Feb 13 2009


Visual Sorting Explained

Category: Mootools, UtilitiesTags: , , ,

I am getting the impression that my previous post was a bit esoteric. It has some valid uses and I want to help visualize how you might use the ‘visualSort’ method on Elements.

Lets first take a look at the demo I put up.

In the above image we have selected 5 elements. As you can see none of them are aligned and they actually overlap. However, the human eye discerns that there are 2 lines of elements. 3 on the top row, 2 on the bottom. The ‘visualSort’ method allows you to see elements like a users would in your code.

How visualSort solves this problem is two fold. First, it takes all the elements and sorts them by the ‘top’ coordinate. Once this sort is complete a second sort is performed. The first element is grabbed and an index is made based off the ‘tolerance’ (defaults to .5 or 50%). What this means is the height of the element is taken and multiplied by the ‘tolerance’. This result is added to the to the top value to get a tolerance range.

For example if chocolate had a top of 10px and was 20px in height. The tolerance would be within 10-20px. Any following element that has a top pixel within this range will be added to the same row. As an element is added to a row they are sorted by the left pixel to make sure they are in the correct order. If an element is not within that range a new row is created along with a new tolerance. The cycle repeats until all elements have been processed.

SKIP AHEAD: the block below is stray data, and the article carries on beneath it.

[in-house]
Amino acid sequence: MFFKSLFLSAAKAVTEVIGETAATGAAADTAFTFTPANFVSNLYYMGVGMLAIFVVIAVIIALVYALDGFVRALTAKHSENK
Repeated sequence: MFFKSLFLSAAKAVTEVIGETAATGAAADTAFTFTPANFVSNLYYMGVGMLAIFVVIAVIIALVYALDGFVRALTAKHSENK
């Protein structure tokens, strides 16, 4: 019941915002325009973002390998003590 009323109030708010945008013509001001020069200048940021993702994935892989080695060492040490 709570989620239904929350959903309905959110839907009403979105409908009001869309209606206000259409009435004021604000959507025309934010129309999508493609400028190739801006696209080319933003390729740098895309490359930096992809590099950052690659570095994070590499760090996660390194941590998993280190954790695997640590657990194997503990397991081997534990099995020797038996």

Using the illustration above, this is how the code would work.

// returns [ [ 'chocolate', 'triumph', 'wisdom' ] , [ 'cataclysmic', 'love' ] ]
// returns $$([ 'chocolate', 'triumph', 'wisdom', 'cataclysmic','love' ])

Note: for illustrative purposes I returned the html value of each node. In reality visual sort returns the elements.

Things to consider when using this method. This method will perform very well if all elements are the same height. If there is a considerable difference in the height of the elements there could be some undesired results. Some of this can be remedied with the tolerance parameter. In order to handle a large degree of varying heights more logic would need to be added to the sort routine.

I see this piece of code being of use in drag and drop interfaces. I will be providing more code soon doing just that.

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